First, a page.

– 55 Trillion Reasons Why Bank Of New York And State Street Better Not Get Any Ideas From China (ZeroHedge, Dec 9, 2014):
While everyone knows the direct consequence of China’s tinkering with collateral rules last night led to the biggest Chinese stock market crash in years, not many understand what caused this. In a nutshell, what China did was severely curb its shadow banking industry, when China’s securities clearing house said it raised the quality threshold for corporate bonds qualifying as collateral for repurchase agreements, or repos, which are short-term loans with maturities spanning from overnight to 182 days. And since the proceeds of such repo deals are usually used to purchase stocks, suddenly a major source of “dry powder” for Chinese stock buying was violently and unexpectedly yanked away.
As those who are familiar with the US shadow banking industry are aware, this is precisely the very much unregulated lending pathway that froze up in the aftermath of the Lehman collapse, and which the Fed has been warning for years, is the most likely locus of the next financial crisis. Putting China’s action into numbers, Shenyin Wanguo Securities analyst Kang Chen calculated this collateral adjustment would disqualify some 1.25 trillion yuan (or $202 billion) in corporate bonds as repo collateral, or 60% of all outstanding corporate bonds listed on China’s two stock exchanges.
This may sound huge but it actually is quite tiny, especially if one looks at it in the context of the market cap loss on the Shanghai Composite overnight. What is far more curious is that China would proactively pursue the same kind of action that the US and all western banks are terrified of: clogging up a key shadow banking conduit in the form of well-functioning repos.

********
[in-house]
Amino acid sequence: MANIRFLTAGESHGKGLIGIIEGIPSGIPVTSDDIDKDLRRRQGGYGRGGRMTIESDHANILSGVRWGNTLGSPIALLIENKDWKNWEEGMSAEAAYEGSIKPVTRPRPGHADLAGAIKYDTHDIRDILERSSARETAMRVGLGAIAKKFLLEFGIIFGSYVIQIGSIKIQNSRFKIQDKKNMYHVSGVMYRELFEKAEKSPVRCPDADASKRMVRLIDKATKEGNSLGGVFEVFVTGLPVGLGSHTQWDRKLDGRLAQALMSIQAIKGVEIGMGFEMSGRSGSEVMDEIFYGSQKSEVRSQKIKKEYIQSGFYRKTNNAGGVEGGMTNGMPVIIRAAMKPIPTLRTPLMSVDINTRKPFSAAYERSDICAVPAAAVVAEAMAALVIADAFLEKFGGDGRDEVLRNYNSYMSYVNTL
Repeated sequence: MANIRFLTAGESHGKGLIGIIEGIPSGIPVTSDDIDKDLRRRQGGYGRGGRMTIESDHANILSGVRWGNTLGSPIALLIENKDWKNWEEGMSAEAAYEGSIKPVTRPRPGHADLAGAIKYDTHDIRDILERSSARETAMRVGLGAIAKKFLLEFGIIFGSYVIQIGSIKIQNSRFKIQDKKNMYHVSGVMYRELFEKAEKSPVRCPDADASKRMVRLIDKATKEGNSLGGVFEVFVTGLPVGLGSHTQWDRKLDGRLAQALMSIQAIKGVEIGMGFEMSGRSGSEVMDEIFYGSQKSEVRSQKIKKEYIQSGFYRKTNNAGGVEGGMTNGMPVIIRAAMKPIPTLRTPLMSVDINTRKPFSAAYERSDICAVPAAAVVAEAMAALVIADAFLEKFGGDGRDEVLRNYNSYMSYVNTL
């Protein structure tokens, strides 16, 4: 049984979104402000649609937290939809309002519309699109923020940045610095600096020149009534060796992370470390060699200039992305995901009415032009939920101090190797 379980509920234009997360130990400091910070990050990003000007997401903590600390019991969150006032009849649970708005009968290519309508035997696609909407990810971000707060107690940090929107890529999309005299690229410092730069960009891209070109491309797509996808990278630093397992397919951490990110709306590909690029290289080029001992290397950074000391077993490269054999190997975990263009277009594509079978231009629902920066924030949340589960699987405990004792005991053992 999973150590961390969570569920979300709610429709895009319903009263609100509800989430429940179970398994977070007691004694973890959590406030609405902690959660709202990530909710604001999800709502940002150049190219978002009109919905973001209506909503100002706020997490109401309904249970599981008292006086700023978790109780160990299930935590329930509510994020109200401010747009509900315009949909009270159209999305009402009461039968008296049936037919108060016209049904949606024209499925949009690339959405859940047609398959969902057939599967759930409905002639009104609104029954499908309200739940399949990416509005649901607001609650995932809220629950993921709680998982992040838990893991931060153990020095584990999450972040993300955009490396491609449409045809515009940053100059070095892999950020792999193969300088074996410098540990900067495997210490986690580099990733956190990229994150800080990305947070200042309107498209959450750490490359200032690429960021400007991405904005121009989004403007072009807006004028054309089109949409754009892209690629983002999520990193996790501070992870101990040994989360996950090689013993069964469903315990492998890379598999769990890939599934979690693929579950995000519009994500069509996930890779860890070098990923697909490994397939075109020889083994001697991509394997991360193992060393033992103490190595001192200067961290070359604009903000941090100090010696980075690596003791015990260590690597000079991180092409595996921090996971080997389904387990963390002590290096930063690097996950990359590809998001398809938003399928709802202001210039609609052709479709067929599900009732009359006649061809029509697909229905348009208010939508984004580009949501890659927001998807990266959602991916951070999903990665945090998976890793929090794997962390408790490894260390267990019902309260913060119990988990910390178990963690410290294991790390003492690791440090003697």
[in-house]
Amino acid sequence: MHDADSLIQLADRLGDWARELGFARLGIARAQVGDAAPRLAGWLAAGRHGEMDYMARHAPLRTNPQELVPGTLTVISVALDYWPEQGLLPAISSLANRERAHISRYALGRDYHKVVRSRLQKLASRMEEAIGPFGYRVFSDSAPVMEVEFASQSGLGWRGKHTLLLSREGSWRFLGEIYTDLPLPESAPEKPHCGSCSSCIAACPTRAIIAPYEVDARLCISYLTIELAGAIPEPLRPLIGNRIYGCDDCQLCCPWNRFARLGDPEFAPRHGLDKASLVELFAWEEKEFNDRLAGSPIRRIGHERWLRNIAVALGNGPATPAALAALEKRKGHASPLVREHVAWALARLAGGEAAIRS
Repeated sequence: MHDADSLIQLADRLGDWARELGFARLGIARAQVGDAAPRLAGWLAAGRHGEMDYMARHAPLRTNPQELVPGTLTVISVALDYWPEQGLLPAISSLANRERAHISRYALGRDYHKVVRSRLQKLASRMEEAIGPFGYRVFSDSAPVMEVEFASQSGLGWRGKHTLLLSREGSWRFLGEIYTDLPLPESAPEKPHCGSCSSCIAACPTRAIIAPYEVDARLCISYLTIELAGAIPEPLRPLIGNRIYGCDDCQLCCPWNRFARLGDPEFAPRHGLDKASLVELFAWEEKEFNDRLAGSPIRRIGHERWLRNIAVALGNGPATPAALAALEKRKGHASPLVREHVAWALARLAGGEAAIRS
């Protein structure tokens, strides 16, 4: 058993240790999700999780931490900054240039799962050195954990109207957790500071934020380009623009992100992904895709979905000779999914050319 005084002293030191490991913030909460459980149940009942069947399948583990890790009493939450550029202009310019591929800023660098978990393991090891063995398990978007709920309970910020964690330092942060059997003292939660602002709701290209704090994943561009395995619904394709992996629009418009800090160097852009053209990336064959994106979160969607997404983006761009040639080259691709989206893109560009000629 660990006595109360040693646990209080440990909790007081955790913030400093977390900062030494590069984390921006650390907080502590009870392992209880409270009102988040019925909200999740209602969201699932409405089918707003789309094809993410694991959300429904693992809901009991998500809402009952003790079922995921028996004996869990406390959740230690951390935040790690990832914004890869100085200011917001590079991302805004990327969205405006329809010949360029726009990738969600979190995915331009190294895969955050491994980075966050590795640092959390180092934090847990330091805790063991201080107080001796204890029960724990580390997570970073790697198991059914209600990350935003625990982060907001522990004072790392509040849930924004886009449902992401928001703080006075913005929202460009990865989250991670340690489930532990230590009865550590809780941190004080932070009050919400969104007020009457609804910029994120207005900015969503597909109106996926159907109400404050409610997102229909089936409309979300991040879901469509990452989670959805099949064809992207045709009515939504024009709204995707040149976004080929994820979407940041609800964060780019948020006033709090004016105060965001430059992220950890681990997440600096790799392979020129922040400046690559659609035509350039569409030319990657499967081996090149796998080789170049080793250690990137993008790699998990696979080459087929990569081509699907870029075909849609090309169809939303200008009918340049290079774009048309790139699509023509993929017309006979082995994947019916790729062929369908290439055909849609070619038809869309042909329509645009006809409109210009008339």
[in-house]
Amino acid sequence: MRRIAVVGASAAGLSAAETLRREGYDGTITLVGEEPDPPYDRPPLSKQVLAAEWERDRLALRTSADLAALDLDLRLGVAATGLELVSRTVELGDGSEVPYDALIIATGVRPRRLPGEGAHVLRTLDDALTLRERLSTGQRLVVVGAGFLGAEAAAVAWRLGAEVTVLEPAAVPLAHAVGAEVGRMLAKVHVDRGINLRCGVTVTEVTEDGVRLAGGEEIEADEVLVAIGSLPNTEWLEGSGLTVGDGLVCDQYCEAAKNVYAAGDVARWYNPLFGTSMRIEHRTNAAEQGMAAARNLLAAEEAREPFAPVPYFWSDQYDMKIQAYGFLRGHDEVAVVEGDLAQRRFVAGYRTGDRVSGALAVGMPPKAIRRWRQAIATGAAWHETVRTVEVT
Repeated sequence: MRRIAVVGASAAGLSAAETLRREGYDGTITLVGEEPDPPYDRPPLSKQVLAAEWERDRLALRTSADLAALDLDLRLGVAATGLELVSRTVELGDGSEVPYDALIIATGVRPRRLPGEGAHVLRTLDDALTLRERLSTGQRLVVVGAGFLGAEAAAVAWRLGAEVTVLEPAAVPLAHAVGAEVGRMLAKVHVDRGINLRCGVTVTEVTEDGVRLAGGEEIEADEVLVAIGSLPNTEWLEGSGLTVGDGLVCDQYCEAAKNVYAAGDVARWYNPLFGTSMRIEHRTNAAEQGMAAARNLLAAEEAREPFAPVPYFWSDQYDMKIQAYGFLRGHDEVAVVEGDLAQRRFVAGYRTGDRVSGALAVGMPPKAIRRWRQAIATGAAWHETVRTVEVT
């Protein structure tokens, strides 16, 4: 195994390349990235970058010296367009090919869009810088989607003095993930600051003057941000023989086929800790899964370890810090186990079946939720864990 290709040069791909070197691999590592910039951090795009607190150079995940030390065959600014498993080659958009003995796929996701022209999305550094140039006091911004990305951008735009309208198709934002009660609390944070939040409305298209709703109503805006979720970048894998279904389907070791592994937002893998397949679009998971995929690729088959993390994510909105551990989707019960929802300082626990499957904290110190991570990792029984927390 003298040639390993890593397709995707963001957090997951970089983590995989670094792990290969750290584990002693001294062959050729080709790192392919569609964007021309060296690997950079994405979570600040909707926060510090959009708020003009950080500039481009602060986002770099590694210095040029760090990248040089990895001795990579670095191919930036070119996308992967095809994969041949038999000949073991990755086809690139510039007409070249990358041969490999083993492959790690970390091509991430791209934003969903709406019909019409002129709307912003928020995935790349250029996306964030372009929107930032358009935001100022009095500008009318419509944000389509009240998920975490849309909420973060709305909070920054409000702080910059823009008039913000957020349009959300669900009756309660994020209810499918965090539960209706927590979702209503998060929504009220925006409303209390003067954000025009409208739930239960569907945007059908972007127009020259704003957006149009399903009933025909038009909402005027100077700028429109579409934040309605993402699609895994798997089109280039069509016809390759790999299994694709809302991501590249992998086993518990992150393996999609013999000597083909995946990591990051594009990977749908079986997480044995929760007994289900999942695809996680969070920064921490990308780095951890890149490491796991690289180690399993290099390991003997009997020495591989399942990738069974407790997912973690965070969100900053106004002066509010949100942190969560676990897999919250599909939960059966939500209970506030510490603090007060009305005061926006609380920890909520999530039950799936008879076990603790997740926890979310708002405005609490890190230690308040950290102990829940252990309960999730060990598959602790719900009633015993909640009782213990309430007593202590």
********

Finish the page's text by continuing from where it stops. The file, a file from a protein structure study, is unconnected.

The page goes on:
So what would a comparable action look like in the US? For the answer we go to the two biggest players in the US repo market, those legacy asset custodians who perform asset transformation by matching assets held by Client X with assets demanded by Client Y on a rented, or repo, or better yet, rehypothecated basis: State Street and Bank of New York.
Just how big is the total asset pool of repoable securities as represented by America’s two custodian banks? The answer: shown on the chart below.
One thing to note: when pundits discuss China’s shadow banking system, unlike in western nations where this relates more fo the method and tenor of funding (as well as including the traditional risk, maturity and credit transformations), such as “unsecured overnight” in China shadow banking usually refers to the source of funds, not so much whether repo or other shadow conduits are employed. But both go directly to the most important aspect of the modern hyper-financialized economy: leverage.
In any event, if China managed to lead to the biggest crash of its market since 2009 when it halted a tiny leverage pathway which amounted to just $200 billion, imagine what would happen if – for whatever reason – BoNY and/or State Street decided to cut off some of their $55 trillion in custody assets, which in a time of ZIRP, effectively doulble as virtually free “dry powder” for anyone who wants to use them.
In short: let’s hope that America’s two venerable custody banks don’t get any ideas from China and certainly don’t decide, any time in the near future, to slam the shadow banking system shut – a system whose “assets” at just these two banks are about 3 times greater than the market cap of the S&P500.